Everyday Life at Birkenau
Mrs. Zisblatt writes that she stayed eight months at Birkenau (149). This, however, is at odds with her narration, according to which she cannot have spent more than five months there. She mentions to have been at Birkenau on Yom Kippur (69), which, in 1944, fell on September 27, and Simchat Torah (70), which fell on October 10, 1944. She also writes that she was witness to the famous Sonderkommando mutiny (72), which occurred on October 7, 1944. Some time after this event, she is selected for the gas chamber, but survives (74) and leaves Birkenau the same day (76). This must have been already in October 1944, as the last gassing took place on October 30, 1944. Before the beginning of winter, she is already in Neuengamme (79). All this means that she must have left Birkenau sometime in the second half of October 1944, which in turn means that she did not stay in Auschwitz longer than five months.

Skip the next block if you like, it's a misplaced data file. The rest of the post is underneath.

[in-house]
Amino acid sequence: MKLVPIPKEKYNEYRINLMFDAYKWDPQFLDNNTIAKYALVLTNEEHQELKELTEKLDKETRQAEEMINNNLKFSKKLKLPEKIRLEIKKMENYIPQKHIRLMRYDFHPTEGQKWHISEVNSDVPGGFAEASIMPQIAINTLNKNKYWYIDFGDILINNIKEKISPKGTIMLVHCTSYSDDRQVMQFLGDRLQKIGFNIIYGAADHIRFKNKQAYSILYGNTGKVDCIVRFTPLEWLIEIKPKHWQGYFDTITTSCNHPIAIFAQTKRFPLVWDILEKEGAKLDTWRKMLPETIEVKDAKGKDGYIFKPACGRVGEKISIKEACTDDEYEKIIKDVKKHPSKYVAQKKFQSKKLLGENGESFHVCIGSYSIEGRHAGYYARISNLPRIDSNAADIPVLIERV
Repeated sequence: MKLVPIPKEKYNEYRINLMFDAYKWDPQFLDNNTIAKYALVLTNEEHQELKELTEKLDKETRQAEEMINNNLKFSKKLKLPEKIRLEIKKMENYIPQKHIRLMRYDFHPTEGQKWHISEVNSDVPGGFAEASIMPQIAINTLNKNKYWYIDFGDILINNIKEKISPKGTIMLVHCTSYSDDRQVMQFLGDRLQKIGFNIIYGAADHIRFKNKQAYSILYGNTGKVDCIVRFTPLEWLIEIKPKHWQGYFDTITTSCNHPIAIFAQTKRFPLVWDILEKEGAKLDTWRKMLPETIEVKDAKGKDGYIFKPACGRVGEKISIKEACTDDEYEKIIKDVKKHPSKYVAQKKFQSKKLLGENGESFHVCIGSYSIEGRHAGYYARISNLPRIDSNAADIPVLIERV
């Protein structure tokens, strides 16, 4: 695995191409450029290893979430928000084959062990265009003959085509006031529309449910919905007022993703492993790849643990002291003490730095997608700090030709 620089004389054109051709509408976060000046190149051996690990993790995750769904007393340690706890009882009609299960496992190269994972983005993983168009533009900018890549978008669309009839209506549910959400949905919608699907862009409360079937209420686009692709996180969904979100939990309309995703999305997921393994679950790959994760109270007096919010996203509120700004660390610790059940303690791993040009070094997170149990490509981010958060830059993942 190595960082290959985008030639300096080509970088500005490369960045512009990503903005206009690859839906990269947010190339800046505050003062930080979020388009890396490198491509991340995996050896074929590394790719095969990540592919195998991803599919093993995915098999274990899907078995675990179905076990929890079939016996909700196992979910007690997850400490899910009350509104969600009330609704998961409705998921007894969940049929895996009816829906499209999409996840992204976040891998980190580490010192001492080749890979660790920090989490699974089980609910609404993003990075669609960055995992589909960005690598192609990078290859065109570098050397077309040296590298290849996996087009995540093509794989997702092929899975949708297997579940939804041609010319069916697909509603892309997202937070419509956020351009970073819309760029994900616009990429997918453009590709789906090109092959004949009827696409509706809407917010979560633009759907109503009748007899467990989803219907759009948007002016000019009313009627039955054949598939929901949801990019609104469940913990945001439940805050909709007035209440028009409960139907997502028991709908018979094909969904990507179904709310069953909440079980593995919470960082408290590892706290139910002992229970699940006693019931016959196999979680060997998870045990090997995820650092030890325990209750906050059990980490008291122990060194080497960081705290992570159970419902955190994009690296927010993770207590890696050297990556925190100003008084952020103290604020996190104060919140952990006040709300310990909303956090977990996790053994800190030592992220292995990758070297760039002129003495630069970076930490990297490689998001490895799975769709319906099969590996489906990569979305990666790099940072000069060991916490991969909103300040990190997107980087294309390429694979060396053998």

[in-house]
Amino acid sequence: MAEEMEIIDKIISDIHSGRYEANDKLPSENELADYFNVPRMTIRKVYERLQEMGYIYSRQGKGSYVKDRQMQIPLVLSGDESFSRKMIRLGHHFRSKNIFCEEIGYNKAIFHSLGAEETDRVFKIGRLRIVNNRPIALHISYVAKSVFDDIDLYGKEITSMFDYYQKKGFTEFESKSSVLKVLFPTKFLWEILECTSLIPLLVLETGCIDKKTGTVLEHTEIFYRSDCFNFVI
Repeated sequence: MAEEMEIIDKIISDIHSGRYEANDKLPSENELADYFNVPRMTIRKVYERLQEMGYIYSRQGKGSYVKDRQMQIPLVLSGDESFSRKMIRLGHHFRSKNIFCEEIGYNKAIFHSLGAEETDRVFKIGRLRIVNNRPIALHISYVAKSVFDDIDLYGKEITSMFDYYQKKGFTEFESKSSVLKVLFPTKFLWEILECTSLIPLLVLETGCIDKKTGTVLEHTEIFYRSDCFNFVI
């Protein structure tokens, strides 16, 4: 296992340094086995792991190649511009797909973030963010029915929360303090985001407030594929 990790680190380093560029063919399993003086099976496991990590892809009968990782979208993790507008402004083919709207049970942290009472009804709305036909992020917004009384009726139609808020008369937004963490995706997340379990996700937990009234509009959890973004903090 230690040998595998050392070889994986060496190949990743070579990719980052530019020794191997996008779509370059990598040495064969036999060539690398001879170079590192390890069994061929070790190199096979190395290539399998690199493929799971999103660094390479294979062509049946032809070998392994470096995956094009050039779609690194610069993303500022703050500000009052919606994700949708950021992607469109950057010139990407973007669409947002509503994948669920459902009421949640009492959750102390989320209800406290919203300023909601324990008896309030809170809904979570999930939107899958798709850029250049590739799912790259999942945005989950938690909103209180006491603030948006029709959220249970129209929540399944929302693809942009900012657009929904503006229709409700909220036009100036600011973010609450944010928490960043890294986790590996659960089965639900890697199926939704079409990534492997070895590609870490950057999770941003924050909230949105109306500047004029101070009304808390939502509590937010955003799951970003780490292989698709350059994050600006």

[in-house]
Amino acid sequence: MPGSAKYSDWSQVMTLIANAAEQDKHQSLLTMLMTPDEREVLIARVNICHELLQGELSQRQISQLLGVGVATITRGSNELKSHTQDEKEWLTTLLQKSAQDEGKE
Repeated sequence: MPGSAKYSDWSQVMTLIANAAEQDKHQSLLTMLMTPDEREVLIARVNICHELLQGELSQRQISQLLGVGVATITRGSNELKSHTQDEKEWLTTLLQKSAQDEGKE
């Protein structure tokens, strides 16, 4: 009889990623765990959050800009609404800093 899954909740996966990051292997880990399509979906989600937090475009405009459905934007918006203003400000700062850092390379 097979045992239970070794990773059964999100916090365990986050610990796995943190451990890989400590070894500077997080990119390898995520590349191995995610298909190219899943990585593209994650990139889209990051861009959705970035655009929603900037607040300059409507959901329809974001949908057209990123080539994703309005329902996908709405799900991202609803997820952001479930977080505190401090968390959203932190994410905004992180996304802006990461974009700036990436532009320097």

Chana's days at Birkenau begin with roll call (Zählappell) (37, 41, 55), followed by exercising (41). The weather is always cold (51), typical for Poland (74), sometimes it is raining (74), in October freezing (70), and when she leaves, Birkenau is even already covered with snow. The prisoners are tortured with senseless work: "Men and women aimlessly carried stones from one side of the camp to the other" (42, 56). "Each day we carried rocks from one pile to another and back" (51). For a short period of time, Chana is assigned to a Kanada work detail (59). Food is totally insufficient: "Our daily ration was watery soup every twenty-four hours" (37). The prisoners are not allowed to speak to one another. Violations are threatened with the death penalty (41). Block elders and kapos have "supreme authority over life and death" (42). The six crematoria (71) of Birkenau are operating round the clock. Their chimneys are "blazing" (41), "burning" (70), and "spewing ashes" (42) that "encrust the mud" (41). On Simchat Torah, their "flames blaze brighter than the sun," and "hot ashes" even fall around on the prisoners (70, 71).